Saint Wenceslas Cathedral

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 Czech Republic
  • Historical
  • Sacral
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Saint Wenceslas Cathedral (Czech language: Katedrála svatého Václava) is a gothic cathedral at Wenceslas square in Olomouc, in the Czech Republic, founded in 1107. The square was named after Saint Wenceslaus I, Duke of Bohemia on the thousandth anniversary of his death in 935. The cathedral is also named after him. The Cathedral is the seat of the Roman Catholic Archdiocese of Olomouc.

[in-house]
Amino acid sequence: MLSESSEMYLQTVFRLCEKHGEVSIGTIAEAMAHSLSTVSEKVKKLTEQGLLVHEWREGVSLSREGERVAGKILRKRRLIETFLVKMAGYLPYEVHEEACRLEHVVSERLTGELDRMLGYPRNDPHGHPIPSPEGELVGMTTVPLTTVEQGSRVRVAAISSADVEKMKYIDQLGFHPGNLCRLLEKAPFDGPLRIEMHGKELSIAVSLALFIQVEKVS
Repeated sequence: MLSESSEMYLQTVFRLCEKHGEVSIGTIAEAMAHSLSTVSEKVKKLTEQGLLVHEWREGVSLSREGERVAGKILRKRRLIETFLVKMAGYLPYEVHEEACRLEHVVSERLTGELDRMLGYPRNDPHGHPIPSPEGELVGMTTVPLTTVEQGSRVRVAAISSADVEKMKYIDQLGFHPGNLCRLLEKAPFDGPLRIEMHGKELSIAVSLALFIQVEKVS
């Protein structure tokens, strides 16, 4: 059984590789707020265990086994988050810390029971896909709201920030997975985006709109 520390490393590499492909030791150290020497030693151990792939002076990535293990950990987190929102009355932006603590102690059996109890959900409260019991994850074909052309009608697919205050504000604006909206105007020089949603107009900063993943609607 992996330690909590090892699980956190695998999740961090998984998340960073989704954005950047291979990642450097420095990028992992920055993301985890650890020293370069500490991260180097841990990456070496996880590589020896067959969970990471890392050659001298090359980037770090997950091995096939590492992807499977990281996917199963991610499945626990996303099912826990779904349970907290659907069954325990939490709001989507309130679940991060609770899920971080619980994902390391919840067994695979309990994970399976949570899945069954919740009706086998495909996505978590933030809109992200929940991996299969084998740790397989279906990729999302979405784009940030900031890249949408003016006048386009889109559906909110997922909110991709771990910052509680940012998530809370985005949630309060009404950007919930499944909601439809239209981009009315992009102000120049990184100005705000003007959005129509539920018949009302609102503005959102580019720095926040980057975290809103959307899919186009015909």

The cathedral began in the Romanesque style and was consecrated in 1131. Extensive Gothic modifications were made in 13th and 14th century. Bohemian king Wenceslaus III of Bohemia was murdered in a nearby house of the former dean of the cathedral on August 4, 1306. Wenceslaus III was the last of the male Přemyslid rulers of Bohemia. Gothic revival changes, which included refacing the building, rebuilding the west front and the construction of the central tower, were made during 1883–1892. These were designed by Gustav Meretta and R. Völkel. The cathedral was restored February 2004 – 2007.


The cathedral is formed by three towers. The front two form the front, while the third one in the back, the southern tower, is with its 100.65 metres (330.2 ft) height the tallest church tower in Moravia, and the second tallest church tower in the Czech Republic.
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